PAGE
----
Depression to blame for violent crime? The curse of the headline writers

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Laurence Palfreyman highlights a population study from researchers at Oxford University, which investigates the links between depression and violent crime. The study finds that people with depression were three times more likely to have been convicted of violent crime than those without depression, but we need to be careful about how we interpret these relative risk figures.

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Away from crime and into treatment: diversion and aftercare for drug-using offenders

The review showed some evidence of publication bias

Can we steer drug-using offenders away from crime and into treatment? Chris Sampson explores a study of the cost-effectiveness of diversion and aftercare programmes for offenders using class A drugs.

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People with severe mental illness are more likely to be victims of violent and non-violent crime

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Vishal Bhavsar summarises a recent cross-sectional study of violent and non-violent crime against adults with severe mental illness, which finds that service users were five times more likely to be victims of assault, and three times more likely to be victims of household acquisitive crime.

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Schizophrenia and violent crime: perpetrators or victims?

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Debut blogger Vishal Bhavsar summarises an Israeli population-based study that explores the links between schizophrenia and violent crime. He calls on researchers to focus on people with schizophrenia as victims rather than perpetrators of crime.

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Social determinants of mental health: how our societies are making us mentally unwell and what we can do about it

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Mark Horowitz summarises the new WHO and UCL Institute of Health Equity (Michael Marmot) report and research paper on social determinants of mental health. He concludes that it’s time to focus on the root causes of mental distress, namely poverty, unemployment, poor education and social isolation.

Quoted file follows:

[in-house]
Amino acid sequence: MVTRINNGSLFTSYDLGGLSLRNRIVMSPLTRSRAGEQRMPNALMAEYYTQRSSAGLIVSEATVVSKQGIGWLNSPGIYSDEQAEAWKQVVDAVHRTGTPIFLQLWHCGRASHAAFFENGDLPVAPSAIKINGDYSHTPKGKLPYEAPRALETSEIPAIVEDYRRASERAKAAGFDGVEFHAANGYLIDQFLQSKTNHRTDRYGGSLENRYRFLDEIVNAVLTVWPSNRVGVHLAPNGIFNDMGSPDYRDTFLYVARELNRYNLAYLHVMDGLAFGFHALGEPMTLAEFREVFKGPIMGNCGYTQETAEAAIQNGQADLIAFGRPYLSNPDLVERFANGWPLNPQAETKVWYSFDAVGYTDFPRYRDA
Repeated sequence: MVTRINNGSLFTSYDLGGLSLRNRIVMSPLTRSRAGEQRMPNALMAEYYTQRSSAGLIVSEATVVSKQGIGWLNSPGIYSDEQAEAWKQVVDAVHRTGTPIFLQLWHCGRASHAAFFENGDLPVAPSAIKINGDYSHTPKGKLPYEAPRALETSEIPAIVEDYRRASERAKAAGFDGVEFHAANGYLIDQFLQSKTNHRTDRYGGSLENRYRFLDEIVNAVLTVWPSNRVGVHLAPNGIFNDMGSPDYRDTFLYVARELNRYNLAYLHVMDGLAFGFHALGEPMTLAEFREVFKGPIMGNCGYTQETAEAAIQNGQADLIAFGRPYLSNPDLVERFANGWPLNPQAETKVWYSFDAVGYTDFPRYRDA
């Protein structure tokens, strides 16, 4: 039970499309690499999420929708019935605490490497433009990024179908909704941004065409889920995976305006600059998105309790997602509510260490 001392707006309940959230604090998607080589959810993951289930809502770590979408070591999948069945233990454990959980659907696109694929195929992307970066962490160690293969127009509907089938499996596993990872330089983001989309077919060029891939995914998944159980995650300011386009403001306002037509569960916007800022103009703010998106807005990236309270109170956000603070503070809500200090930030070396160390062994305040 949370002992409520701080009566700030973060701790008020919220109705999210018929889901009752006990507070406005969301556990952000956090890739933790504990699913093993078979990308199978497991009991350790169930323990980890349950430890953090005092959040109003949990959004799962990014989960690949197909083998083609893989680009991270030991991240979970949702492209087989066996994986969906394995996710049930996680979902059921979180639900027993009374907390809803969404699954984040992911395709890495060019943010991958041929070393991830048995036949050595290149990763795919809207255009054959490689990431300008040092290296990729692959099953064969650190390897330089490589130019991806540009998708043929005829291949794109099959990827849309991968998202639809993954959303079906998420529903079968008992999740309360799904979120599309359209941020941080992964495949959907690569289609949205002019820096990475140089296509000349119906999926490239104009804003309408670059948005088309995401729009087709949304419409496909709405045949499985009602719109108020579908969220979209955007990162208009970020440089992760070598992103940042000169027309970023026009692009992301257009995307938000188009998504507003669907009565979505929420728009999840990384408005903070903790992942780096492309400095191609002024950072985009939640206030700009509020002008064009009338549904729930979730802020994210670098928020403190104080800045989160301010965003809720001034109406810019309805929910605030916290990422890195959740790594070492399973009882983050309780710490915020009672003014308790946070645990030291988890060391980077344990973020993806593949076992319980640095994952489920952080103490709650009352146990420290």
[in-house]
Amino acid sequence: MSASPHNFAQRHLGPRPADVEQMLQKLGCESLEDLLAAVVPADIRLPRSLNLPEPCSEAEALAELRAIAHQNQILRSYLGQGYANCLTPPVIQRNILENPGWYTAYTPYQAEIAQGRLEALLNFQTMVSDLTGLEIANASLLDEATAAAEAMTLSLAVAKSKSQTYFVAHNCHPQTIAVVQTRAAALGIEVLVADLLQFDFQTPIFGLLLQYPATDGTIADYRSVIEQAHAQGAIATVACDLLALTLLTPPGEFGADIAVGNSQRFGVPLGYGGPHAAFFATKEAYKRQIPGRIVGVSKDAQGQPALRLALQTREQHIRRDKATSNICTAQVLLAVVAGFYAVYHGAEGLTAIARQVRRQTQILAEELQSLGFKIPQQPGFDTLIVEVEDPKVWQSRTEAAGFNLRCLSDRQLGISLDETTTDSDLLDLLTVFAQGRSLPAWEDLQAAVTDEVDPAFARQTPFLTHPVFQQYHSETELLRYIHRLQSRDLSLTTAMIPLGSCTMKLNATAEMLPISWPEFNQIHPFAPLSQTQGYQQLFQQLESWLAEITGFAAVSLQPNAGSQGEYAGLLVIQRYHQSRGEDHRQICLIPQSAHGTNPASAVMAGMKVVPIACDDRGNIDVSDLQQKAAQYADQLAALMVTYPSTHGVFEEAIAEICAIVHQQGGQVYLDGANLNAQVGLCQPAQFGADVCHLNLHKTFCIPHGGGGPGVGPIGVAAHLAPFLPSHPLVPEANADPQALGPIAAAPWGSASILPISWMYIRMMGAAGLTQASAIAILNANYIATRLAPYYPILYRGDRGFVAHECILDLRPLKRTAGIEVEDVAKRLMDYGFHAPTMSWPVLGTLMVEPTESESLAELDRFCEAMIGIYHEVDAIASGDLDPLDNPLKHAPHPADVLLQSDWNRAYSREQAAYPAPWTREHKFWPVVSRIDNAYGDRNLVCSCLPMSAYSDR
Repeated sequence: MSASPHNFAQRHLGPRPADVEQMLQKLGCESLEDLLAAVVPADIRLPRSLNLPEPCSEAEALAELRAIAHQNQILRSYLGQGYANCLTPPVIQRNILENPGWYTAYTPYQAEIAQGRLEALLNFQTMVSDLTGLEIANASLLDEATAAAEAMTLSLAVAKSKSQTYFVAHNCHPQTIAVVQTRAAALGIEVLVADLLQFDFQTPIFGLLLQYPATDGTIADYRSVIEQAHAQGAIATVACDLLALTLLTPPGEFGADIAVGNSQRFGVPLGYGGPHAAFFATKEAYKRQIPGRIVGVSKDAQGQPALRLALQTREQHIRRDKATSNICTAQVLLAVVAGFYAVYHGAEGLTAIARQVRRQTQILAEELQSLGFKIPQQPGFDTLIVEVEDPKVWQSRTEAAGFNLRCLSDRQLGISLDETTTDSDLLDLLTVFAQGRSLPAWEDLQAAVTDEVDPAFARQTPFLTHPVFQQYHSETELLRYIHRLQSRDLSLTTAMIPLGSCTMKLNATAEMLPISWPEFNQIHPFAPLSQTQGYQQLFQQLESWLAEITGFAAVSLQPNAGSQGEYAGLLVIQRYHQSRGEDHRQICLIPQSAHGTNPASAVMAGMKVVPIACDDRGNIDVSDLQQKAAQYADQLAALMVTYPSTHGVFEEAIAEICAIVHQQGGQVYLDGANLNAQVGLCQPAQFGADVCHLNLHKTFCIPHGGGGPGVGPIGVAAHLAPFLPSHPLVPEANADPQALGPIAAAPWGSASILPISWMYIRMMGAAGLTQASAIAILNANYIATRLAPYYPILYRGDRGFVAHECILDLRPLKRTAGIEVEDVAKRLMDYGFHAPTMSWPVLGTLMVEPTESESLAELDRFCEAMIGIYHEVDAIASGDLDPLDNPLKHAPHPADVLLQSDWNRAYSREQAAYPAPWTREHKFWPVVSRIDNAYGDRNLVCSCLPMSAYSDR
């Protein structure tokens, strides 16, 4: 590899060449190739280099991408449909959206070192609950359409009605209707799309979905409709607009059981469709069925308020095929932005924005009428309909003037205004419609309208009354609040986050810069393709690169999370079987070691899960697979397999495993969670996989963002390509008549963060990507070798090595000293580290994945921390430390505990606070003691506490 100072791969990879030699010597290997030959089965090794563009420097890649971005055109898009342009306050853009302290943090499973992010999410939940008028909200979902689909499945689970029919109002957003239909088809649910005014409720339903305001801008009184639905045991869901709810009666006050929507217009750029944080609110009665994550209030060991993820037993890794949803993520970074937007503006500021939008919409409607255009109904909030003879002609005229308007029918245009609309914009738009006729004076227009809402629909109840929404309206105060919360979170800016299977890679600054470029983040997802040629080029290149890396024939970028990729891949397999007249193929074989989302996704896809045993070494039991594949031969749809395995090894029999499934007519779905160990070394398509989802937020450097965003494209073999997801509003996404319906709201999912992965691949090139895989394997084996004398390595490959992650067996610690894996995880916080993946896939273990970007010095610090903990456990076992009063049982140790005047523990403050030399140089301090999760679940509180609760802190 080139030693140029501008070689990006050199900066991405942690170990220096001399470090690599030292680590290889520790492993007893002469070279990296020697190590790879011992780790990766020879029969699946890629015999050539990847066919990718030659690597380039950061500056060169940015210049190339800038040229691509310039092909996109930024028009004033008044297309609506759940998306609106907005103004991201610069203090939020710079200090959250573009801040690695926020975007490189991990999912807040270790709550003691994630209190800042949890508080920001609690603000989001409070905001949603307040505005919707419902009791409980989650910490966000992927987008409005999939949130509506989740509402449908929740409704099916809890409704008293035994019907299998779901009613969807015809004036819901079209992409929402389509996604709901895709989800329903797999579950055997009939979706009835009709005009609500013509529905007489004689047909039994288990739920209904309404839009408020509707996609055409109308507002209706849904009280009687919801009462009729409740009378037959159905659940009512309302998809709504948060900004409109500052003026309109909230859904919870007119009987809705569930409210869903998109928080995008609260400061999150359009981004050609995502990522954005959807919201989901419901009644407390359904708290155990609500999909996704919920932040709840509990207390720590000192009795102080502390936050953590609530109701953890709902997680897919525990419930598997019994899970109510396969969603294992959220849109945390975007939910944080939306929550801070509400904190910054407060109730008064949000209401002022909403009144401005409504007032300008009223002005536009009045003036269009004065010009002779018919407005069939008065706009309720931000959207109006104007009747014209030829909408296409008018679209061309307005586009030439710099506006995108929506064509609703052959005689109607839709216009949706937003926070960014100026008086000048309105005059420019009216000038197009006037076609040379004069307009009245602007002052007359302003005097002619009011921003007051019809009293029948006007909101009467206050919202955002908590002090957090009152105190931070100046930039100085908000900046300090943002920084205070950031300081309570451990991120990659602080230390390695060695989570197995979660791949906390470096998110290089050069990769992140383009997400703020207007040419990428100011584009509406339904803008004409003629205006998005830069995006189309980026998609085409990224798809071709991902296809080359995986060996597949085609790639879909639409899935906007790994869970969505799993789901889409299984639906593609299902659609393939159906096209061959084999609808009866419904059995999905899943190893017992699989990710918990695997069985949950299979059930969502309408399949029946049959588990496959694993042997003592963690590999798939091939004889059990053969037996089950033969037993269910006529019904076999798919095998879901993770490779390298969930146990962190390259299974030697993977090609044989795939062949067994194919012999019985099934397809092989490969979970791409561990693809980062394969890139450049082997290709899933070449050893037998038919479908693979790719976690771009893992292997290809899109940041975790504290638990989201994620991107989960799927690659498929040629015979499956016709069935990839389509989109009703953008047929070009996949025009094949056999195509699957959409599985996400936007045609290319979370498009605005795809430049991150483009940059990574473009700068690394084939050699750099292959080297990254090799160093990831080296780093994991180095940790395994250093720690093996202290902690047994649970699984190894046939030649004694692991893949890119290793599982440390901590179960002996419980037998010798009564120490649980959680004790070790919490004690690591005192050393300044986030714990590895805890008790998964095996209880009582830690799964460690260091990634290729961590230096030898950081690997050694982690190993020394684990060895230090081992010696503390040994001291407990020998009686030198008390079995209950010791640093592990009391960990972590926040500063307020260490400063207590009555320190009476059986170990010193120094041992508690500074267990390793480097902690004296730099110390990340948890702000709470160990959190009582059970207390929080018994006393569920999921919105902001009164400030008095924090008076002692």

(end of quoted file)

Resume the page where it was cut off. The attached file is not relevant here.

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Bipolar disorder, suicide and criminality

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Elena Marcus summarises a double case-cohort study, which investigates the risk of suicide and criminal behaviours in people with bipolar disorder and their siblings, compared with the general population.

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Can environmental changes reduce fear of crime and improve mental health and well-being?

Indoors

Kathryn Walsh summarises a recent systematic review on crime, fear of crime and mental health, which highlights a number of interventions that are not effective in reducing the fear of crime.

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People with mental illness are more likely to be victims of homicide than perpetrators of homicide

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Dave Steele reports on a recent observational case series published in the Lancet Psychiatry, which concludes that patients with mental illness are two and a half times more likely to be victims of homicide than the general population.

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Preventing serious adverse outcomes in schizophrenia

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People diagnosed with schizophrenia are 7.4 times more likely to be convicted of violent offences, 8.1 times more likely to die prematurely, and 20.7 times more likely to kill themselves.

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Antipsychotics and mood stabilisers may reduce violent crime

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John Baker reports on the first population based report of the positive effects of antipsychotic medication and mood stabilisers on reducing the risk of a conviction for violent crime, published in the Lancet in May.

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